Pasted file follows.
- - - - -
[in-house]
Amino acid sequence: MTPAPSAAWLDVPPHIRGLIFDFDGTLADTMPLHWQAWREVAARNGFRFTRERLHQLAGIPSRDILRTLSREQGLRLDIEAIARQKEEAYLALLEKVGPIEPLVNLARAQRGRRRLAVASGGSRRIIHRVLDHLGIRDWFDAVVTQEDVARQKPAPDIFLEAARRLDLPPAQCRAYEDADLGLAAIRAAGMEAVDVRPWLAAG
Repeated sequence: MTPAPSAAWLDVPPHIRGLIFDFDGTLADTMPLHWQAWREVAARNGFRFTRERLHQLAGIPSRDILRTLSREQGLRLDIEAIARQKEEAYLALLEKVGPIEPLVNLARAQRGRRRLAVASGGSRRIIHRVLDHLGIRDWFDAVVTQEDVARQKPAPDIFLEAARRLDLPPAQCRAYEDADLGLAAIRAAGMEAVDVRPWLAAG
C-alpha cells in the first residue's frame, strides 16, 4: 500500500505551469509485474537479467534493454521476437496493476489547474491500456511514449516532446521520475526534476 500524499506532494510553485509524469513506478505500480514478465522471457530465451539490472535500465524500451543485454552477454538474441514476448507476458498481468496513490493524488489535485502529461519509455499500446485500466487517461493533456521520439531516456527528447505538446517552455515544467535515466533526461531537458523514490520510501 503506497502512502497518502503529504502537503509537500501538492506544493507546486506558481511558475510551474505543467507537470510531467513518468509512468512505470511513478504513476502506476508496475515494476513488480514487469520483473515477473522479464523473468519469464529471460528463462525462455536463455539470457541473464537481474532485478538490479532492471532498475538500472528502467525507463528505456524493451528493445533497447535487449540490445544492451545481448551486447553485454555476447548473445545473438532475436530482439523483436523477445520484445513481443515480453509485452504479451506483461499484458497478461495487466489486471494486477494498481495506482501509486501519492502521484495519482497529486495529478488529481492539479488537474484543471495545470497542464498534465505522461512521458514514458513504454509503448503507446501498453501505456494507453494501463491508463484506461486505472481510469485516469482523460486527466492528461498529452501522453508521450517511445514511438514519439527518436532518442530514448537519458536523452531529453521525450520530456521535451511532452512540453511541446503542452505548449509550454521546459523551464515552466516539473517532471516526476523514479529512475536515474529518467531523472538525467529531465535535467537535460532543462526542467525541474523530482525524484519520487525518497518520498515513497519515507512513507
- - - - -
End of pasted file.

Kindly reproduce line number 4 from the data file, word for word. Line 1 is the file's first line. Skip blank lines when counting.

C-alpha cells in the first residue's frame, strides 16, 4: 500500500505551469509485474537479467534493454521476437496493476489547474491500456511514449516532446521520475526534476 500524499506532494510553485509524469513506478505500480514478465522471457530465451539490472535500465524500451543485454552477454538474441514476448507476458498481468496513490493524488489535485502529461519509455499500446485500466487517461493533456521520439531516456527528447505538446517552455515544467535515466533526461531537458523514490520510501 503506497502512502497518502503529504502537503509537500501538492506544493507546486506558481511558475510551474505543467507537470510531467513518468509512468512505470511513478504513476502506476508496475515494476513488480514487469520483473515477473522479464523473468519469464529471460528463462525462455536463455539470457541473464537481474532485478538490479532492471532498475538500472528502467525507463528505456524493451528493445533497447535487449540490445544492451545481448551486447553485454555476447548473445545473438532475436530482439523483436523477445520484445513481443515480453509485452504479451506483461499484458497478461495487466489486471494486477494498481495506482501509486501519492502521484495519482497529486495529478488529481492539479488537474484543471495545470497542464498534465505522461512521458514514458513504454509503448503507446501498453501505456494507453494501463491508463484506461486505472481510469485516469482523460486527466492528461498529452501522453508521450517511445514511438514519439527518436532518442530514448537519458536523452531529453521525450520530456521535451511532452512540453511541446503542452505548449509550454521546459523551464515552466516539473517532471516526476523514479529512475536515474529518467531523472538525467529531465535535467537535460532543462526542467525541474523530482525524484519520487525518497518520498515513497519515507512513507